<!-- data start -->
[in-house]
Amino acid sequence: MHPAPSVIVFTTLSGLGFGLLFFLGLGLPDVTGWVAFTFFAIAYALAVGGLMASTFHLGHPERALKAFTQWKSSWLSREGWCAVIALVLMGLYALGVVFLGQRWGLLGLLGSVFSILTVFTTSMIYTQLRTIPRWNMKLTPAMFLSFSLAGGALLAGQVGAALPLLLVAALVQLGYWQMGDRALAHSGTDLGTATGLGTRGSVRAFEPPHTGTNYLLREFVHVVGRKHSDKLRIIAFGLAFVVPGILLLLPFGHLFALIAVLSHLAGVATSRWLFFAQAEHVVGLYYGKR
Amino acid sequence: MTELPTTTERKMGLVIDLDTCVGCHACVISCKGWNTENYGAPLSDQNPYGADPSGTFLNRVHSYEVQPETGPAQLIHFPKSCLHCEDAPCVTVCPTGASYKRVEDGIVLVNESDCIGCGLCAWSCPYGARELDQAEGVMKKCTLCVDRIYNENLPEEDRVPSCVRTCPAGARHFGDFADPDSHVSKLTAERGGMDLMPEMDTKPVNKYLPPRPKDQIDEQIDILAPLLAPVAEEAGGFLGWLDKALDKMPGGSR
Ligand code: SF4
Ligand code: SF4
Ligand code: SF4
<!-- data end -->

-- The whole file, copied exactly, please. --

[in-house]
Amino acid sequence: MHPAPSVIVFTTLSGLGFGLLFFLGLGLPDVTGWVAFTFFAIAYALAVGGLMASTFHLGHPERALKAFTQWKSSWLSREGWCAVIALVLMGLYALGVVFLGQRWGLLGLLGSVFSILTVFTTSMIYTQLRTIPRWNMKLTPAMFLSFSLAGGALLAGQVGAALPLLLVAALVQLGYWQMGDRALAHSGTDLGTATGLGTRGSVRAFEPPHTGTNYLLREFVHVVGRKHSDKLRIIAFGLAFVVPGILLLLPFGHLFALIAVLSHLAGVATSRWLFFAQAEHVVGLYYGKR
Amino acid sequence: MTELPTTTERKMGLVIDLDTCVGCHACVISCKGWNTENYGAPLSDQNPYGADPSGTFLNRVHSYEVQPETGPAQLIHFPKSCLHCEDAPCVTVCPTGASYKRVEDGIVLVNESDCIGCGLCAWSCPYGARELDQAEGVMKKCTLCVDRIYNENLPEEDRVPSCVRTCPAGARHFGDFADPDSHVSKLTAERGGMDLMPEMDTKPVNKYLPPRPKDQIDEQIDILAPLLAPVAEEAGGFLGWLDKALDKMPGGSR
Ligand code: SF4
Ligand code: SF4
Ligand code: SF4